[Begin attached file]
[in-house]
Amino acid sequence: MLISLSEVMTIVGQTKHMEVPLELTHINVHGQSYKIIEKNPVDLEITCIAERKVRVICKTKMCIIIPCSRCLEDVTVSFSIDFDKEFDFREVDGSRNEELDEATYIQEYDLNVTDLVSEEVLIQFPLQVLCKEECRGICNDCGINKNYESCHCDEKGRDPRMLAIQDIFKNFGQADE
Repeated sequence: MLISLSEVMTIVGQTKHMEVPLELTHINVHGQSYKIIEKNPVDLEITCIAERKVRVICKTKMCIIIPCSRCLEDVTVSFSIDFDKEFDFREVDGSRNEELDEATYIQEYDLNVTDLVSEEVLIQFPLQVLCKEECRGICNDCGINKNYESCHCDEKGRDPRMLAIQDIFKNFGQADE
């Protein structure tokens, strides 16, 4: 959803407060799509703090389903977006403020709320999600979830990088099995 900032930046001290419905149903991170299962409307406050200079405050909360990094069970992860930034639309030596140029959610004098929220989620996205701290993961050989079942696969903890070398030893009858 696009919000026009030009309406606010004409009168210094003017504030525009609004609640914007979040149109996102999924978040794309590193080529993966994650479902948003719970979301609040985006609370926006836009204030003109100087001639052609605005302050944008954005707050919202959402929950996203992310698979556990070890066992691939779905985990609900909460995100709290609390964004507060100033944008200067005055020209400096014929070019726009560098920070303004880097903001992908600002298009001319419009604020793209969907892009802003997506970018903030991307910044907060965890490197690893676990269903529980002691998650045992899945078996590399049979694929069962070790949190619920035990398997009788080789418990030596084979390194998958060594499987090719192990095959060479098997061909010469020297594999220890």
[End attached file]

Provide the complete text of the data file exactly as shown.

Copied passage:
[in-house]
Amino acid sequence: MLISLSEVMTIVGQTKHMEVPLELTHINVHGQSYKIIEKNPVDLEITCIAERKVRVICKTKMCIIIPCSRCLEDVTVSFSIDFDKEFDFREVDGSRNEELDEATYIQEYDLNVTDLVSEEVLIQFPLQVLCKEECRGICNDCGINKNYESCHCDEKGRDPRMLAIQDIFKNFGQADE
Repeated sequence: MLISLSEVMTIVGQTKHMEVPLELTHINVHGQSYKIIEKNPVDLEITCIAERKVRVICKTKMCIIIPCSRCLEDVTVSFSIDFDKEFDFREVDGSRNEELDEATYIQEYDLNVTDLVSEEVLIQFPLQVLCKEECRGICNDCGINKNYESCHCDEKGRDPRMLAIQDIFKNFGQADE
């Protein structure tokens, strides 16, 4: 959803407060799509703090389903977006403020709320999600979830990088099995 900032930046001290419905149903991170299962409307406050200079405050909360990094069970992860930034639309030596140029959610004098929220989620996205701290993961050989079942696969903890070398030893009858 696009919000026009030009309406606010004409009168210094003017504030525009609004609640914007979040149109996102999924978040794309590193080529993966994650479902948003719970979301609040985006609370926006836009204030003109100087001639052609605005302050944008954005707050919202959402929950996203992310698979556990070890066992691939779905985990609900909460995100709290609390964004507060100033944008200067005055020209400096014929070019726009560098920070303004880097903001992908600002298009001319419009604020793209969907892009802003997506970018903030991307910044907060965890490197690893676990269903529980002691998650045992899945078996590399049979694929069962070790949190619920035990398997009788080789418990030596084979390194998958060594499987090719192990095959060479098997061909010469020297594999220890």